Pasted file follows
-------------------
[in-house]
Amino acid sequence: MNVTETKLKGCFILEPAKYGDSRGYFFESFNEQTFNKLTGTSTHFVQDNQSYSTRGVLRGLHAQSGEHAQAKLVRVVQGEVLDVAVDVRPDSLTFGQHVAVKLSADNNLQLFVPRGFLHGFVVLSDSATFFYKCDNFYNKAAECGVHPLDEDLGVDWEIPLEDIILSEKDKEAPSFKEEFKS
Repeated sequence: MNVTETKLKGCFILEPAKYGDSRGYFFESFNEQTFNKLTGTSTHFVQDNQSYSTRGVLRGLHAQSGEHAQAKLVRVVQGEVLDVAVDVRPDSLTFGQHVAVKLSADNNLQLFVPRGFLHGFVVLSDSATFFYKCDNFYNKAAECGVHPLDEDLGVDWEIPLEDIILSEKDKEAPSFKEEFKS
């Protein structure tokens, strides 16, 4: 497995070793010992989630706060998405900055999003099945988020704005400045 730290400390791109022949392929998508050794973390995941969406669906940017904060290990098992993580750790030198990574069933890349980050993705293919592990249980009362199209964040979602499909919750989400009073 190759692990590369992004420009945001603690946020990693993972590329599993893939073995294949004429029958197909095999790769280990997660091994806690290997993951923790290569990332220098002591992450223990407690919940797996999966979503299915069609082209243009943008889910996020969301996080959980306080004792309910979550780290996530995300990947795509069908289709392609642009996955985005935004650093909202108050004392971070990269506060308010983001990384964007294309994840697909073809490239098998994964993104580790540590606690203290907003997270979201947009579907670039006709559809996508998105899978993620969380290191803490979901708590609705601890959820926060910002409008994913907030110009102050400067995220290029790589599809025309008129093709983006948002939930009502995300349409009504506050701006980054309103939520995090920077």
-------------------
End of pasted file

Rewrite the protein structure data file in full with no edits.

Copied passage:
[in-house]
Amino acid sequence: MNVTETKLKGCFILEPAKYGDSRGYFFESFNEQTFNKLTGTSTHFVQDNQSYSTRGVLRGLHAQSGEHAQAKLVRVVQGEVLDVAVDVRPDSLTFGQHVAVKLSADNNLQLFVPRGFLHGFVVLSDSATFFYKCDNFYNKAAECGVHPLDEDLGVDWEIPLEDIILSEKDKEAPSFKEEFKS
Repeated sequence: MNVTETKLKGCFILEPAKYGDSRGYFFESFNEQTFNKLTGTSTHFVQDNQSYSTRGVLRGLHAQSGEHAQAKLVRVVQGEVLDVAVDVRPDSLTFGQHVAVKLSADNNLQLFVPRGFLHGFVVLSDSATFFYKCDNFYNKAAECGVHPLDEDLGVDWEIPLEDIILSEKDKEAPSFKEEFKS
């Protein structure tokens, strides 16, 4: 497995070793010992989630706060998405900055999003099945988020704005400045 730290400390791109022949392929998508050794973390995941969406669906940017904060290990098992993580750790030198990574069933890349980050993705293919592990249980009362199209964040979602499909919750989400009073 190759692990590369992004420009945001603690946020990693993972590329599993893939073995294949004429029958197909095999790769280990997660091994806690290997993951923790290569990332220098002591992450223990407690919940797996999966979503299915069609082209243009943008889910996020969301996080959980306080004792309910979550780290996530995300990947795509069908289709392609642009996955985005935004650093909202108050004392971070990269506060308010983001990384964007294309994840697909073809490239098998994964993104580790540590606690203290907003997270979201947009579907670039006709559809996508998105899978993620969380290191803490979901708590609705601890959820926060910002409008994913907030110009102050400067995220290029790589599809025309008129093709983006948002939930009502995300349409009504506050701006980054309103939520995090920077």